By Mariana Ionova
A former Ryerson human resources employee is planning to sue Ryerson for damages related to his dismissal in July 2010.
Neil Kelly, a former HR faculty associate in the Faculty of Engineering, Architecture and Science (FEAS), plans to seek monthly damages for the rest of his life. He believes Ryerson violated university policy when his job was declared redundant last year.
“Ryerson caused me to lose some $500 a month for life,” said Kelly.
Kelly’s position was declared redundant on July 29, 2010 and he was given a letter stating he would receive 20 weeks of pay and remain on payroll until his severance negotiations were over. Kelly was told he would have to negotiate his severance with Simon Mortimer, the university’s HR lawyer. At the time, he had worked at Ryerson for 12 years and was receiving a salary of $96,600.
Kelly requested 21 months of severance because the university had allegedly violated his employee rights and failed to follow the Redundancy Policy, which states employees who are declared redundant should be offered a lower position if it is vacant, career counselling totaling $5,000 or a tuition waiver of up to $3,500 that would further their skills for future employment. Kelly says he was not offered any of these.
In emails obtained by the Eyeopener, Mortimer wrote to Kelly that a severance of 21 months is “excessive and does not warrant a counter offer.”
After three months of negotiations, Mortimer notified Kelly that he would receive a total of 48 weeks, including a standard 12 weeks notice received by employees plus an additional three weeks for each year of service as outlined in the Redundancy Policy. He would also remain on payroll— receiving benefits and contributing to his pension plan — until Oct. 1.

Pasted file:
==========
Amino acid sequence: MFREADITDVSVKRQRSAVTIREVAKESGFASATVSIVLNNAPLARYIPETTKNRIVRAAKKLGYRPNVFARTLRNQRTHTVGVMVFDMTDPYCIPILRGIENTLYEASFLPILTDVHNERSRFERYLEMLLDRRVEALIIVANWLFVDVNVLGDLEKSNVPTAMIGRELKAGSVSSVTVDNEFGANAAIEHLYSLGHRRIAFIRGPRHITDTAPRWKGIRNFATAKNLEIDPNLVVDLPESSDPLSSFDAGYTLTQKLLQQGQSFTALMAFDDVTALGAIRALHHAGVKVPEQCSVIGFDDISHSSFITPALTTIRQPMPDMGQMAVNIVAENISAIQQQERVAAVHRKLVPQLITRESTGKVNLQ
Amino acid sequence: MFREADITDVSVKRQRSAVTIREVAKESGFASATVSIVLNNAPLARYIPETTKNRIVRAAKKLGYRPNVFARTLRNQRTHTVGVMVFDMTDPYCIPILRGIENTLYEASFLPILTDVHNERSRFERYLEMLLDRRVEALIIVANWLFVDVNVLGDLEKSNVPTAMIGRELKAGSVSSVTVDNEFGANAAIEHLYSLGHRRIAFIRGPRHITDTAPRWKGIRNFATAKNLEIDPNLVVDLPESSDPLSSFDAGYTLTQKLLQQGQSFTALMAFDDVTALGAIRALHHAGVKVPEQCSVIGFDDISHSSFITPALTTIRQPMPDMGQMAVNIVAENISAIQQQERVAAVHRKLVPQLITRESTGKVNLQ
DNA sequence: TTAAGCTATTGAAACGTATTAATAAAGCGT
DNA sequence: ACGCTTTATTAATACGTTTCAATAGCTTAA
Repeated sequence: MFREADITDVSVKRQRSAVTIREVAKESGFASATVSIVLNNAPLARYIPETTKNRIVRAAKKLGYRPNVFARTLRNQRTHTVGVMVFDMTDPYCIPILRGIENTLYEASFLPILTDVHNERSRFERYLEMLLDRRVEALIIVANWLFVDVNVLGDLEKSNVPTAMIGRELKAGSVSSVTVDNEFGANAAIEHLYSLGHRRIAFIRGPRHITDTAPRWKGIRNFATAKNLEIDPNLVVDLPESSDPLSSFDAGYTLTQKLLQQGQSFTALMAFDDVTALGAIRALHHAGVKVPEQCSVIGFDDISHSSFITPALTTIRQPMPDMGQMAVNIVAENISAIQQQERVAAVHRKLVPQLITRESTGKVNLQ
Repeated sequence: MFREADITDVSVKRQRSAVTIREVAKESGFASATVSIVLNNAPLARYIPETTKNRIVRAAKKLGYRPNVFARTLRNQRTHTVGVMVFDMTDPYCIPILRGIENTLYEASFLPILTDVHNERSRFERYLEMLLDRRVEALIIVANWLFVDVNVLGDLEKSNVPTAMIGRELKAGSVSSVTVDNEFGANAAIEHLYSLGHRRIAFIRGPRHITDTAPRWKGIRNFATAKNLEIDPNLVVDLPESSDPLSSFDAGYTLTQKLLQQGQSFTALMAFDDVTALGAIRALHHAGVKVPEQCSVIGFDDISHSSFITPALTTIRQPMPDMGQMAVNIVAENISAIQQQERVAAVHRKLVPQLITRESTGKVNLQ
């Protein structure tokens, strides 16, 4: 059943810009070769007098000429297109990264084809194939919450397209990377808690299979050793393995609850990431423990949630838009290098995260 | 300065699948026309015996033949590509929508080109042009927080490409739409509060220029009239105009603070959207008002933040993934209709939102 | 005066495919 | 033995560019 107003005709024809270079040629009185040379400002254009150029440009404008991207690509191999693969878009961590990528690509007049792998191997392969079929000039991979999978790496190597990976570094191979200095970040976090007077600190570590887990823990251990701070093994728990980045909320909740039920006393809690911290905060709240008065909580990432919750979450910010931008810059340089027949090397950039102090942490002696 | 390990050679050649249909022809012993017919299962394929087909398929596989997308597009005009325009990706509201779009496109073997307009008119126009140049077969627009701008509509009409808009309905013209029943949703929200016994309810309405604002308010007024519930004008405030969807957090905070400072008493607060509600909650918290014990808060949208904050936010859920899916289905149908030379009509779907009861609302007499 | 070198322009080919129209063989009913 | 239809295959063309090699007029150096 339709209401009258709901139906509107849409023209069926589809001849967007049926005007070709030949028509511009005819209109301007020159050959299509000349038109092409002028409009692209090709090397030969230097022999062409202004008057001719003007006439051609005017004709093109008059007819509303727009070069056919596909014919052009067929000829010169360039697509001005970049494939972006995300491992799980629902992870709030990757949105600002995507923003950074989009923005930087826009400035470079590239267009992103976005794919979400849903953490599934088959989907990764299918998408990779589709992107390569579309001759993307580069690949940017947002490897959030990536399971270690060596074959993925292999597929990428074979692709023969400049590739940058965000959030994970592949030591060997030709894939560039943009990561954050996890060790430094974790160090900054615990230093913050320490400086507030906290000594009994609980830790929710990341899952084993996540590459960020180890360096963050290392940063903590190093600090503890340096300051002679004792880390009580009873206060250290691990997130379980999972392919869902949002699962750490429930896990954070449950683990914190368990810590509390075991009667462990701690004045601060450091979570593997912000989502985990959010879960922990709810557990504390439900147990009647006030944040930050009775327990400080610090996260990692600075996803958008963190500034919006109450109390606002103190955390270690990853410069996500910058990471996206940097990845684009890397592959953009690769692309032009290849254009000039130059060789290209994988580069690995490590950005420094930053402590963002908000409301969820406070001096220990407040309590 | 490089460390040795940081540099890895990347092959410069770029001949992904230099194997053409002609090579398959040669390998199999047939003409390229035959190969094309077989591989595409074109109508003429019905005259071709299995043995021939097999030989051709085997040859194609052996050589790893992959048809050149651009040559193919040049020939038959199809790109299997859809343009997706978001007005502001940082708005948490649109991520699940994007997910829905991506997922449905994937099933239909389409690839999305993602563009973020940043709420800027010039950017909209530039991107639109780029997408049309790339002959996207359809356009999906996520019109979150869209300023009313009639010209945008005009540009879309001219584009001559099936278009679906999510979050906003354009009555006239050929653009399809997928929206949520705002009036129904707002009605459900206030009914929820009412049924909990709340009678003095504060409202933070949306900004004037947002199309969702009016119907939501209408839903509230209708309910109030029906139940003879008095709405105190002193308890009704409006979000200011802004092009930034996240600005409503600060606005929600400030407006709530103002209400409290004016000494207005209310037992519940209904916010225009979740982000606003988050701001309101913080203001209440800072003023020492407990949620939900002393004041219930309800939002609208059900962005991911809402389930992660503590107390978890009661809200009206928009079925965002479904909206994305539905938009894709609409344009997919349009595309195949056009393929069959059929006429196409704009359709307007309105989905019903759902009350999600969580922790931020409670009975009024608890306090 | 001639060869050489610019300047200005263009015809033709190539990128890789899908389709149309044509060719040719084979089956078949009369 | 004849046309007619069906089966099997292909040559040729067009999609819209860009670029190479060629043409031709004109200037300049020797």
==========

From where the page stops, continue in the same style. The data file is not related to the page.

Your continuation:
The rest of Kelly’s severance would be paid in one lump sum on that day, after which the university considered the matter closed, wrote Mortimer.
“My biggest frustration was having to negotiate with Simon Mortimer for three months to get what should have been offered from day one with respect to the financial portion of the separation,” said Kelly.
But he believes his severance negotiations were forcibly concluded, which hurt his monthly pension. Kelly had intended to negotiate to remain on payroll while receiving his severance because that would have allowed him access to benefits and contribute to his pension and receive benefits. A pension consultant had estimated that his pension was reduced by approximately $500 per month as a result,
according to Kelly.
“I now have to sue Ryerson for what I was basically entitled to [under the Redundancy Policy],” said Kelly, adding that he now has to pay $725 each month for benefits for his family.
He is currently in the process of finding a lawyer that will take on the case.
But the Redundancy Policy states that employees’ benefits and pension contributions end the day they are dismissed from their positions.
Kelly’s former supervisor, FEAS dean Mohamed Lachemi declined to comment on Kelly’s termination. VP finance and administration Julia Hanigsberg and Mortimer also declined to speak about the matter, citing privacy issues surrounding labour relations.